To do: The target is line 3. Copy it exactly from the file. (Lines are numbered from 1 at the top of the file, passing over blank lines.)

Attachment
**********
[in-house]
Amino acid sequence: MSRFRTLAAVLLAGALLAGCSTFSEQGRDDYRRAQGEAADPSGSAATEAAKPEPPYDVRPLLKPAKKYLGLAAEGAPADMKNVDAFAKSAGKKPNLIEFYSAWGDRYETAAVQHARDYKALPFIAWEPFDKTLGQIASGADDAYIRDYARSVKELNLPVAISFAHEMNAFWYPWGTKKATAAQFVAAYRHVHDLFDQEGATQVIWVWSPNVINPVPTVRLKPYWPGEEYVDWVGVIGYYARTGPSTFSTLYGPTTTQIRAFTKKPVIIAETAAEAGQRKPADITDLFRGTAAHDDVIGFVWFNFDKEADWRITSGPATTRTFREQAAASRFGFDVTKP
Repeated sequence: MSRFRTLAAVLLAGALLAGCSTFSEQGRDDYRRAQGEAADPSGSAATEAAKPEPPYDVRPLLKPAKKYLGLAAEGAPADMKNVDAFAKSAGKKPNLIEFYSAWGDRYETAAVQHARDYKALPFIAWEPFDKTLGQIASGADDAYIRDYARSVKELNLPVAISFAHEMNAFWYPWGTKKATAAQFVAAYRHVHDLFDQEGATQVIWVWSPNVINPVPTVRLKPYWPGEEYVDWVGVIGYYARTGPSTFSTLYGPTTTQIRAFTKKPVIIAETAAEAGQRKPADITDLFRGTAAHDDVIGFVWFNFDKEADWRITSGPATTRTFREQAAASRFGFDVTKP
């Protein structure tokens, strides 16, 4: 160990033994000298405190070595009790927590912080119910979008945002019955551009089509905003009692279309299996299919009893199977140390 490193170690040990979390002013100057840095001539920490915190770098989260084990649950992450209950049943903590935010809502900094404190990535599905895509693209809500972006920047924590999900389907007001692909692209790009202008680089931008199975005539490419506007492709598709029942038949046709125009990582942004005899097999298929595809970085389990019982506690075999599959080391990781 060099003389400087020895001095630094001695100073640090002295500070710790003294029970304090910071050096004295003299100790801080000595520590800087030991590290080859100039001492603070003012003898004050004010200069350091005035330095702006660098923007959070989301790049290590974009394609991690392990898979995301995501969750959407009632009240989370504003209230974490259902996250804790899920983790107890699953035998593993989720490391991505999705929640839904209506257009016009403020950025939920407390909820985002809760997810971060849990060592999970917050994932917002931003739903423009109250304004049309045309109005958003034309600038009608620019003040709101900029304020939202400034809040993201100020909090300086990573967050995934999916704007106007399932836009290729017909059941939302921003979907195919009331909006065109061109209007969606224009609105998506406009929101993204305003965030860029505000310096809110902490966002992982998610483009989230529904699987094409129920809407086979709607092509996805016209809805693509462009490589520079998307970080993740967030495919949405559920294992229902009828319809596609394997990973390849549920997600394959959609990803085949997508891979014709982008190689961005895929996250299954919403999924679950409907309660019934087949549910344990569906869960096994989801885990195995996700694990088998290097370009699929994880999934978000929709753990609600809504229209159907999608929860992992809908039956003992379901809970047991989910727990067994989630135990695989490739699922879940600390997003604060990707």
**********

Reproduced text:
Repeated sequence: MSRFRTLAAVLLAGALLAGCSTFSEQGRDDYRRAQGEAADPSGSAATEAAKPEPPYDVRPLLKPAKKYLGLAAEGAPADMKNVDAFAKSAGKKPNLIEFYSAWGDRYETAAVQHARDYKALPFIAWEPFDKTLGQIASGADDAYIRDYARSVKELNLPVAISFAHEMNAFWYPWGTKKATAAQFVAAYRHVHDLFDQEGATQVIWVWSPNVINPVPTVRLKPYWPGEEYVDWVGVIGYYARTGPSTFSTLYGPTTTQIRAFTKKPVIIAETAAEAGQRKPADITDLFRGTAAHDDVIGFVWFNFDKEADWRITSGPATTRTFREQAAASRFGFDVTKP